Nanometer‐Scale Uniform Conductance Switching in Molecular Memristors
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One common challenge highlighted in almost every review article on organic resistive memory is the lack of areal switching uniformity. This, in fact, is a puzzle because a molecular switching mechanism should ideally be isotropic and produce homogeneous current switching free from electroforming. Such a demonstration, however, remains elusive to date. The reports attempting to characterize a nanoscopic picture of switching in molecular films show random current spikes, just opposite to the expectation. Here, this longstanding conundrum is resolved by demonstrating 100% spatially homogeneous current switching (driven by molecular redox) in memristors based on Ru-complexes of azo-aromatic ligands. Through a concurrent nanoscopic spatial mapping using conductive atomic force microscopy and in operando tip-enhanced Raman spectroscopy (both with resolution <7 nm), it is shown that molecular switching in the films is uniform from hundreds of micrometers down to the nanoscale and that conductance value exactly correlates with spectroscopically determined molecular redox states. This provides a deterministic molecular route to obtain spatially homogeneous, forming-free switching that can conceivably overcome the chronic problems of robustness, consistency, reproducibility, and scalability in organic memristors.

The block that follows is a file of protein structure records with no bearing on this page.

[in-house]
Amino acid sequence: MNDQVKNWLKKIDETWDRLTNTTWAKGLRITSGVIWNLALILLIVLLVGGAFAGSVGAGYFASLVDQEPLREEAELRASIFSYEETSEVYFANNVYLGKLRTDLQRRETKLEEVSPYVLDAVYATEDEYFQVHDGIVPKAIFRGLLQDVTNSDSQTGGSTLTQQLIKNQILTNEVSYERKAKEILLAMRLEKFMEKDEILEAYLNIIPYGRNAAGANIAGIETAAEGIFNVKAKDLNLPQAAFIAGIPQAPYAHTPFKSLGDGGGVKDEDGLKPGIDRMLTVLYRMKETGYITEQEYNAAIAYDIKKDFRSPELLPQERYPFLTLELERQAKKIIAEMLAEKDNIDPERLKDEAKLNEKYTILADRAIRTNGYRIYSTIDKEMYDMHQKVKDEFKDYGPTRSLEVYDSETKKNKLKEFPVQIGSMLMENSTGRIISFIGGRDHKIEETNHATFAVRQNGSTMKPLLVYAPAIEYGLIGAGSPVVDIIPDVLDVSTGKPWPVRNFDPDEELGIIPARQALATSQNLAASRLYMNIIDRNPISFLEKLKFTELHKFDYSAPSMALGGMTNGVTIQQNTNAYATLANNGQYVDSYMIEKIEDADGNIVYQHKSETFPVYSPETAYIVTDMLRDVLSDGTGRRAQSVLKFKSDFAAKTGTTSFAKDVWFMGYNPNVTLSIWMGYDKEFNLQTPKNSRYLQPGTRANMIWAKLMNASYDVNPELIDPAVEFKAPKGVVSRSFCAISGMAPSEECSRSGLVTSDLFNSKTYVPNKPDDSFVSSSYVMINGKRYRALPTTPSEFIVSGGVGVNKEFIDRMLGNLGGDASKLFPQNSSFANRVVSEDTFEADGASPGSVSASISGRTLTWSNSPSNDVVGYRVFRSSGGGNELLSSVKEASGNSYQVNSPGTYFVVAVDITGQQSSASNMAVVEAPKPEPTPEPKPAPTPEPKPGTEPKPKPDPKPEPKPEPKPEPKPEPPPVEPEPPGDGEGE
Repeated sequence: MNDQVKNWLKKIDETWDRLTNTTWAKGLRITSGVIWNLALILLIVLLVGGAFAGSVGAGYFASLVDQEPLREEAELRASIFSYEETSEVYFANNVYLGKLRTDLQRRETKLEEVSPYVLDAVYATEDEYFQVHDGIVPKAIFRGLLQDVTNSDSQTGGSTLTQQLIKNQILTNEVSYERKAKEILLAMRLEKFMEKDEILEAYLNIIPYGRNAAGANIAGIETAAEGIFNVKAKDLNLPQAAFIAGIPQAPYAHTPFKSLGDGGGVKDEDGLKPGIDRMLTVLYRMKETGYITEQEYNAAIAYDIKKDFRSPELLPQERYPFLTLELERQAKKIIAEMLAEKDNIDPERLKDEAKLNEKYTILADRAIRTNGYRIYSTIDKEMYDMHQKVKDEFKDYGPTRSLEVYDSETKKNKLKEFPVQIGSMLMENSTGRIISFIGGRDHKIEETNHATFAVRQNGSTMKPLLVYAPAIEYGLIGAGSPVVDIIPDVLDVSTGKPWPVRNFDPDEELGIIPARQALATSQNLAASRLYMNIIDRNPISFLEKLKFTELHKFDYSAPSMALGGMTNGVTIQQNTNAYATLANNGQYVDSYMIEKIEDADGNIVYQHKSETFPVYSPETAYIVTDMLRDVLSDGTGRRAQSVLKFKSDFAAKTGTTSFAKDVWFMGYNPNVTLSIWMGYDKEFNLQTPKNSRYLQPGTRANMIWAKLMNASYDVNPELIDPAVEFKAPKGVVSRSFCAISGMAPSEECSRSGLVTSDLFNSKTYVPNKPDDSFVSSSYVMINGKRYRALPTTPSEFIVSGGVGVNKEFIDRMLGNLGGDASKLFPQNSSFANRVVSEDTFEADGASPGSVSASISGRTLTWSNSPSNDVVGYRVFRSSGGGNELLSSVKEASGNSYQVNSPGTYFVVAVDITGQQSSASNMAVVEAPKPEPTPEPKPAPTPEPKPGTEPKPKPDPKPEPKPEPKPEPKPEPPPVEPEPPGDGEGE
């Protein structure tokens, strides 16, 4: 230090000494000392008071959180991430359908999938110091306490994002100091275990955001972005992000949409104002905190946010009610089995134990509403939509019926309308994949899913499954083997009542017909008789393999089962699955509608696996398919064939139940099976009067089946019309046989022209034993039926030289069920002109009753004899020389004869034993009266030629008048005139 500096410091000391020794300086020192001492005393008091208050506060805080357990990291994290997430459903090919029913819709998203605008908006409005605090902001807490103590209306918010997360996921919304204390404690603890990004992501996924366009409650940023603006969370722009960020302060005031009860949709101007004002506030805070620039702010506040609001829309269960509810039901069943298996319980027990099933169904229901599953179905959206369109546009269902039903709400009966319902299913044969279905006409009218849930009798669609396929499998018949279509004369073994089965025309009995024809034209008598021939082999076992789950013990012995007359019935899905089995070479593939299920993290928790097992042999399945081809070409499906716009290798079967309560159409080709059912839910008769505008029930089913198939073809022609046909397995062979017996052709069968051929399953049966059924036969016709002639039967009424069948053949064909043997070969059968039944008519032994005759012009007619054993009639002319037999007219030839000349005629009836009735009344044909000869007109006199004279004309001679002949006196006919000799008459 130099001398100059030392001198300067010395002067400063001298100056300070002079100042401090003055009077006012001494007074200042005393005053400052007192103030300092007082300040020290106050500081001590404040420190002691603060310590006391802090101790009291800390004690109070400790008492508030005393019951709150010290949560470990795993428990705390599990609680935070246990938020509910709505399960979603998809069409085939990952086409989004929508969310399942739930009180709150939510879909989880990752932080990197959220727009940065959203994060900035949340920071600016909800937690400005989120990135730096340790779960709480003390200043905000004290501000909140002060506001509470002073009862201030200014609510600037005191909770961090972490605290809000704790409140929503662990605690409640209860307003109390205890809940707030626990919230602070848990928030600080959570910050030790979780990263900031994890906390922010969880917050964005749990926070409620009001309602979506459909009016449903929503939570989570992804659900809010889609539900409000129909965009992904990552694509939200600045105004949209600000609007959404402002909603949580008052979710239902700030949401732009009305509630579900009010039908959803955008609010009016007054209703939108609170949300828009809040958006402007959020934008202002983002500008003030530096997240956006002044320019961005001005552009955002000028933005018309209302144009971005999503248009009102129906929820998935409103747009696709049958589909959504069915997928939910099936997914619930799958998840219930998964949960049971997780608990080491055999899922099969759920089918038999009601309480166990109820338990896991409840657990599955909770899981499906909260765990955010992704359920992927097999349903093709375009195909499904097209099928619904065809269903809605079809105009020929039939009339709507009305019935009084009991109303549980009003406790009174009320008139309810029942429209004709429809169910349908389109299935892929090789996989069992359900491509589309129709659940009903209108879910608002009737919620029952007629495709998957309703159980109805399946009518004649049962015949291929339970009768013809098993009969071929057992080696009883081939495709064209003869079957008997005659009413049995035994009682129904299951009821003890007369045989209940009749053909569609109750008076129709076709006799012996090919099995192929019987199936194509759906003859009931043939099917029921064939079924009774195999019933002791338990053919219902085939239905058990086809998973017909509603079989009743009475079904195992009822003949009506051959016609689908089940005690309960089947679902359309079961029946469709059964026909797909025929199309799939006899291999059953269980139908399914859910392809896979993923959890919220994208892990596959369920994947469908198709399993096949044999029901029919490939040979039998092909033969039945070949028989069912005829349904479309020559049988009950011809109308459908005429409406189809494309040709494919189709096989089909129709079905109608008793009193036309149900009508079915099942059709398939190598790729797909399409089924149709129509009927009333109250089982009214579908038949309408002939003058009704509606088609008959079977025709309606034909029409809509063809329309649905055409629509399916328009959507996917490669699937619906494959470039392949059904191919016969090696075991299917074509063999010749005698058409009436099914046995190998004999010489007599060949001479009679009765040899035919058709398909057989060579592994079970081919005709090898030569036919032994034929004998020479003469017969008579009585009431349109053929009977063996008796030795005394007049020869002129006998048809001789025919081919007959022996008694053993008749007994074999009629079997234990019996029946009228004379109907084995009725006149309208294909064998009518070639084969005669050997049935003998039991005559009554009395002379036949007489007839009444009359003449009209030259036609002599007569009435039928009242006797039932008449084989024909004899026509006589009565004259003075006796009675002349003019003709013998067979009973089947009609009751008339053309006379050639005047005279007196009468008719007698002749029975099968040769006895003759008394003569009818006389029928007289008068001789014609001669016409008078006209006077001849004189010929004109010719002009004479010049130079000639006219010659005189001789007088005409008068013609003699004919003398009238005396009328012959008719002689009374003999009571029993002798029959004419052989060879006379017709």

author list (cited authors)
Goswami, S., Deb, D., Tempez, A., Chaigneau, M., Rath, S. P., Lal, M., ... Venkatesan, T.